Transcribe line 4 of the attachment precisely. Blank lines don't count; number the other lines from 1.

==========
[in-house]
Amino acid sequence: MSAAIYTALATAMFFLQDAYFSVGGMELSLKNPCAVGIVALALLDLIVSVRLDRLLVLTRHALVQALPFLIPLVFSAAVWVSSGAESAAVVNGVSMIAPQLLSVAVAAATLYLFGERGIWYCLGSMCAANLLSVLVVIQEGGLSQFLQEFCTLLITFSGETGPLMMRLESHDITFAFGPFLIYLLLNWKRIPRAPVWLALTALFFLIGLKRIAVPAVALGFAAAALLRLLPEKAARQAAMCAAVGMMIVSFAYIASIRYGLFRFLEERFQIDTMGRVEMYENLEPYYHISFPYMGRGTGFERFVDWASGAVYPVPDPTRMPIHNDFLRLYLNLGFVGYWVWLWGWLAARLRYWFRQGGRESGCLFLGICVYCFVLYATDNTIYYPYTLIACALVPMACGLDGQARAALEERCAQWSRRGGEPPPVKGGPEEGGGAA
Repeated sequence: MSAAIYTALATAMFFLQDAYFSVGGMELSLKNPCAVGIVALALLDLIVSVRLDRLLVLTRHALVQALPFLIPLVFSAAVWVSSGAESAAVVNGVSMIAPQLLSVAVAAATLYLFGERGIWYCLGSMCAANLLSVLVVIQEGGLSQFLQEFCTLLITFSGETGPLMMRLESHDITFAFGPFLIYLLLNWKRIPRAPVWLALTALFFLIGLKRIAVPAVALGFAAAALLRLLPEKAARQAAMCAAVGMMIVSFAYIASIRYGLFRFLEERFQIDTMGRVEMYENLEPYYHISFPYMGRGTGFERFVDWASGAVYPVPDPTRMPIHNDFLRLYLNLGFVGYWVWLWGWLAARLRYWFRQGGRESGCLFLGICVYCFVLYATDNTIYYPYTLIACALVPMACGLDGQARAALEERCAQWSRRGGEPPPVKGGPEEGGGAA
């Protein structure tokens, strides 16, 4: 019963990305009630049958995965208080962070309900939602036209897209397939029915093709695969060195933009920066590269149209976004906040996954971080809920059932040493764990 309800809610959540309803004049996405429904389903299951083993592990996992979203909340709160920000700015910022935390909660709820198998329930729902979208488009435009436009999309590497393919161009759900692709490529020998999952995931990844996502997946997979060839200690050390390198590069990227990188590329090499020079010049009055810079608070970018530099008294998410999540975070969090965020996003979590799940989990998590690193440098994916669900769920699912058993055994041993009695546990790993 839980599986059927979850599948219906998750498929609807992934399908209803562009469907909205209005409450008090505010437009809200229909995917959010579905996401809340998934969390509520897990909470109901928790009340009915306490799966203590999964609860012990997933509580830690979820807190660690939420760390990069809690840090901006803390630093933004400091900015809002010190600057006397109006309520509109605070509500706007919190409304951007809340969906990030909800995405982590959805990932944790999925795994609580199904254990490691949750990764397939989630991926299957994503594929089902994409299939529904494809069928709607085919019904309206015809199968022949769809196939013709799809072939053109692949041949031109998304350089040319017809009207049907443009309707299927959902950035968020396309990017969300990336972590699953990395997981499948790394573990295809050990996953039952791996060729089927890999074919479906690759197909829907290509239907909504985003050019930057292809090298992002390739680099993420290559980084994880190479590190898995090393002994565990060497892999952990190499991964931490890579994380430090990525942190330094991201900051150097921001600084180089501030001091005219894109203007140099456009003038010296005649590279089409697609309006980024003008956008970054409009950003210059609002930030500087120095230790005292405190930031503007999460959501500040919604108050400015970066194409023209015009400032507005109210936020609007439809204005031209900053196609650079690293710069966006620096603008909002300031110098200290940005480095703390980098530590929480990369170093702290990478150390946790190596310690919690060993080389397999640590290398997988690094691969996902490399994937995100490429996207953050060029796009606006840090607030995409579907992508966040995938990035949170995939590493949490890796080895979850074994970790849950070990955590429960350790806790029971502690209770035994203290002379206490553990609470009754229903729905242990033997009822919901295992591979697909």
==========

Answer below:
């Protein structure tokens, strides 16, 4: 019963990305009630049958995965208080962070309900939602036209897209397939029915093709695969060195933009920066590269149209976004906040996954971080809920059932040493764990 309800809610959540309803004049996405429904389903299951083993592990996992979203909340709160920000700015910022935390909660709820198998329930729902979208488009435009436009999309590497393919161009759900692709490529020998999952995931990844996502997946997979060839200690050390390198590069990227990188590329090499020079010049009055810079608070970018530099008294998410999540975070969090965020996003979590799940989990998590690193440098994916669900769920699912058993055994041993009695546990790993 839980599986059927979850599948219906998750498929609807992934399908209803562009469907909205209005409450008090505010437009809200229909995917959010579905996401809340998934969390509520897990909470109901928790009340009915306490799966203590999964609860012990997933509580830690979820807190660690939420760390990069809690840090901006803390630093933004400091900015809002010190600057006397109006309520509109605070509500706007919190409304951007809340969906990030909800995405982590959805990932944790999925795994609580199904254990490691949750990764397939989630991926299957994503594929089902994409299939529904494809069928709607085919019904309206015809199968022949769809196939013709799809072939053109692949041949031109998304350089040319017809009207049907443009309707299927959902950035968020396309990017969300990336972590699953990395997981499948790394573990295809050990996953039952791996060729089927890999074919479906690759197909829907290509239907909504985003050019930057292809090298992002390739680099993420290559980084994880190479590190898995090393002994565990060497892999952990190499991964931490890579994380430090990525942190330094991201900051150097921001600084180089501030001091005219894109203007140099456009003038010296005649590279089409697609309006980024003008956008970054409009950003210059609002930030500087120095230790005292405190930031503007999460959501500040919604108050400015970066194409023209015009400032507005109210936020609007439809204005031209900053196609650079690293710069966006620096603008909002300031110098200290940005480095703390980098530590929480990369170093702290990478150390946790190596310690919690060993080389397999640590290398997988690094691969996902490399994937995100490429996207953050060029796009606006840090607030995409579907992508966040995938990035949170995939590493949490890796080895979850074994970790849950070990955590429960350790806790029971502690209770035994203290002379206490553990609470009754229903729905242990033997009822919901295992591979697909």